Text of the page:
The Smithsonian’s National Zoo and Conservation Biology Institute is dedicated to saving species. Every day, its scientists and partners — here in Washington, D.C., at Smithsonian Conservation Biology Institute headquarters in Front Royal, Virginia, and in more than 30 countries across the globe — undertake important conservation efforts to protect species and their habitats.
In honor of their work and in recognition of Endangered Species Day, we’re highlighting some of the endangered animals you can see at the Zoo and the work being done to protect them.
Every year, black-footed ferret kits born at the Smithsonian Conservation Biology Institute are reintroduced to the wild. This species once ranged across the North American Great Plains but was thought to be extinct until a small population was discovered in 1981.
The last remaining 18 wild ferrets were caught to establish a breeding center in Wyoming. In 1988, the Zoo became the first institution outside of Wyoming to receive their offspring and begin a breeding program.
More than 700 black-footed ferrets have been born at SCBI since, many of which have been reintroduced to the wild!
Extinct in the wild for more than 35 years, scimitar-horned oryx are back in their native habitat thanks to international collaboration and the power of science.
This reintroduction project is led by the Environmental Agency - Abu Dhabi, and includes the Sahara Conservation Fund, the Zoological Society of London and the Smithsonian Conservation Biology Institute, who are working collaboratively with the government of Chad and the international zoo community to return oryx to the Saharan grasslands.
SCBI scientists are tracking endangered Asian elephants in Myanmar using satellite GPS collars, and their efforts to understand how these magnificent animals use their habitat has revealed a troubling rise in poaching.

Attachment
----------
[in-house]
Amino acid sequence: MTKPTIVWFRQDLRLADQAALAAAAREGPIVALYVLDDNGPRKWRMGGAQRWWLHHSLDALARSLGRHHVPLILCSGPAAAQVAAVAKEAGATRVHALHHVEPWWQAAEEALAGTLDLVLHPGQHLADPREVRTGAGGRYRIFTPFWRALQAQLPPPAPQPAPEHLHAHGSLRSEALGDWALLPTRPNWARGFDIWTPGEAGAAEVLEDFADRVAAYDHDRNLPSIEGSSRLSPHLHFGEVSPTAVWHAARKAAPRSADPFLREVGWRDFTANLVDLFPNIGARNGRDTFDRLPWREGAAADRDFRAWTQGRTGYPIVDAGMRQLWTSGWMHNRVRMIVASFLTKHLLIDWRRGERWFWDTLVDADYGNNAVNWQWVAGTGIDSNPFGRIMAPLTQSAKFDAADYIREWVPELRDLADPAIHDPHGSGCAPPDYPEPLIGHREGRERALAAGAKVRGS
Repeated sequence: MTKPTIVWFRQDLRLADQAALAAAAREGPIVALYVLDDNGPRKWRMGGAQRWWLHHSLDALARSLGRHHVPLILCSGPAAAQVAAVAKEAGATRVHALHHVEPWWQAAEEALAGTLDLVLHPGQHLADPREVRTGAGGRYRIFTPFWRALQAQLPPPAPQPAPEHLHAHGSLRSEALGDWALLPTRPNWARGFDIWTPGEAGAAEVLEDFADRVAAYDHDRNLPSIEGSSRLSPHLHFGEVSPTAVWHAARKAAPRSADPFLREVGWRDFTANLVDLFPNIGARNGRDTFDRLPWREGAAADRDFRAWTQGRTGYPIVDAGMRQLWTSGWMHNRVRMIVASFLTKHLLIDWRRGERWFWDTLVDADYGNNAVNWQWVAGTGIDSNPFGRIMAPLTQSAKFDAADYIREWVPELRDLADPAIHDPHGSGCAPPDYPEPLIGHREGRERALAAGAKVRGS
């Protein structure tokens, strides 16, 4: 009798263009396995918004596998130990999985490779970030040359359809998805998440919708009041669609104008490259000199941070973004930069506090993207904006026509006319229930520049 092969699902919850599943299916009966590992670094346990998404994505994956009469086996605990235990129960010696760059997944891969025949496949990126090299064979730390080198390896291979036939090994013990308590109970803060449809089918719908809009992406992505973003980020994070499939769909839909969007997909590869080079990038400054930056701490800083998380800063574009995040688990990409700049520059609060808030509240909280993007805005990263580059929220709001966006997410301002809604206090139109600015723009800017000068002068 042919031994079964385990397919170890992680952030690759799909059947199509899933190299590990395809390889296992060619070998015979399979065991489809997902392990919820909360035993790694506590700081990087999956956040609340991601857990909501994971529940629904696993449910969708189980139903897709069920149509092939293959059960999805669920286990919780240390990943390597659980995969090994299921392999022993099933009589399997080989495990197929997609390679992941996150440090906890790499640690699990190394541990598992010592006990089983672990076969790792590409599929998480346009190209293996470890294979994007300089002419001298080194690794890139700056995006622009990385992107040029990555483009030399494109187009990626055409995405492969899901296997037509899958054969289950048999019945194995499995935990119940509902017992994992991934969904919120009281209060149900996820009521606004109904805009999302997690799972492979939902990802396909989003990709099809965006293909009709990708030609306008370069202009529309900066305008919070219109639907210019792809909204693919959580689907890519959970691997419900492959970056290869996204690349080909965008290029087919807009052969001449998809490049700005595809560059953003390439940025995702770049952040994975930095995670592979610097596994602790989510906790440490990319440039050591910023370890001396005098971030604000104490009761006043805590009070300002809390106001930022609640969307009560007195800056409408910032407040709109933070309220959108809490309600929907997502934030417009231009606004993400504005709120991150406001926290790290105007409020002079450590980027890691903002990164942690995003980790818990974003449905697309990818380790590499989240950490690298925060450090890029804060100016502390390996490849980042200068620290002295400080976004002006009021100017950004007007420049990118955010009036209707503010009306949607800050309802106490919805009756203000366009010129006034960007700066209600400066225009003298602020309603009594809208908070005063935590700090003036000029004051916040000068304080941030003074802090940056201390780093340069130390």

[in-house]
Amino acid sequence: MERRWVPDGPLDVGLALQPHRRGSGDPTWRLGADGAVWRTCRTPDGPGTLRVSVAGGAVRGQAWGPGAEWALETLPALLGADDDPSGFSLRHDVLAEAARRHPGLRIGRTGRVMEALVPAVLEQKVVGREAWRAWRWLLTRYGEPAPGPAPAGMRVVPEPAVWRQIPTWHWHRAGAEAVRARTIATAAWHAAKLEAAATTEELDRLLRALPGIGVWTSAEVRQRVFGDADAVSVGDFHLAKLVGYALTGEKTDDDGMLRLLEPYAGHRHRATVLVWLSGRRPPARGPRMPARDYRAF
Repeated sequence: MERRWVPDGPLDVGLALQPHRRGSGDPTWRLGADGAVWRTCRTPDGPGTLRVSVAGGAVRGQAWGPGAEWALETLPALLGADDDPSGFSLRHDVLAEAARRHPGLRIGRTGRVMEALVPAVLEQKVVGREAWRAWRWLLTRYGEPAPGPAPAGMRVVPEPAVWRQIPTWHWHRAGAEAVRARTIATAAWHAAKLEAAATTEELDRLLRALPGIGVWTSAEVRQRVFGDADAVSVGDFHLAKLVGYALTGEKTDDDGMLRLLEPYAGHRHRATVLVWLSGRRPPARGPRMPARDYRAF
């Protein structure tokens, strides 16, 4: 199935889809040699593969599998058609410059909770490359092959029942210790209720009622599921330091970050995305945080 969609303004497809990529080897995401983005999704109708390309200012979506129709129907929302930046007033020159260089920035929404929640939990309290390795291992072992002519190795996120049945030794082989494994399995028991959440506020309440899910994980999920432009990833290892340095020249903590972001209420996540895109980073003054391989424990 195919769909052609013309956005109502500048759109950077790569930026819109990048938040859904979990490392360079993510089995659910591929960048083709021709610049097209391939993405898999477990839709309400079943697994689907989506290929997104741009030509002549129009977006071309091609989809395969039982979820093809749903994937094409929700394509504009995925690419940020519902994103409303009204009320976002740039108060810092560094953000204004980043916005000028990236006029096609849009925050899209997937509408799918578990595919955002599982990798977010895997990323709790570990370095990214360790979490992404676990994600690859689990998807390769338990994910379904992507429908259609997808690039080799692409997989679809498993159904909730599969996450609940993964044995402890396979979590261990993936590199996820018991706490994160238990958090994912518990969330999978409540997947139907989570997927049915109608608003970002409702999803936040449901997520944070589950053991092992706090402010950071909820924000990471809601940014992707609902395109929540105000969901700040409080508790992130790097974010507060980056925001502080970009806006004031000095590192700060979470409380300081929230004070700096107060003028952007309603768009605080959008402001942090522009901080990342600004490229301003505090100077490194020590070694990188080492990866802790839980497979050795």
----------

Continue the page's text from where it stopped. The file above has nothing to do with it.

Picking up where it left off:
Smithsonian and Clemson University scientists discovered the emerging crisis after seven of the elephants they were tracking were poached within one year.
Watch Field In Focus: Elephants in Myanmar, the first in a series of videos about the Smithsonian’s work with Myanmar’s Asian elephants.
Panamanian Golden Frog
Smithsonian scientists and partners are working to save this iconic, critically endangered yellow frog and others like it by establishing assurance colonies — healthy, genetically diverse populations in human care.
Their efforts are also focused on reducing the impact of amphibian chytrid fungus, a disease that has decimated wild frog populations, so that one day these animals may be reintroduced to the wild.
In fact, earlier this year, Smithsonian researchers released 500 endangered variable harlequin frogs in Panama’s Colon province as a first step toward full-scale reintroduction.
Western Lowland Gorilla
Native to Africa, western lowland gorillas live in the forests of Gabon, Central Africa Republic, Cameroon, Angola, Equatorial Guinea and Congo, but their population has dramatically declined in the past 20 to 25 years.
A 2018 study estimates that more than 360,000 gorillas still inhabit the forests of Western Equatorial Africa, but 80 percent of those gorillas live outside of protected habitat.
The Central African nation of Gabon is one of the last strongholds for western lowland gorillas, harboring approximately one-third of the entire population. SCBI’s Gabon Biodiversity Program has been on the ground since 2000, working with local stakeholders and the government to monitor the status of biodiversity and identify best practices to minimize development impacts on Gabon’s stunning forests and rich wildlife — including the Western lowland gorilla.
The Zoo recently celebrated the birth of a male western lowland gorilla. The infant, named Moke, is the first western lowland gorilla to be born at the Zoo in nine years.
Take some time on this Endangered Species Day to learn more about endangered animals, share their stories and spread the word about the importance of wildlife conservation and restoration!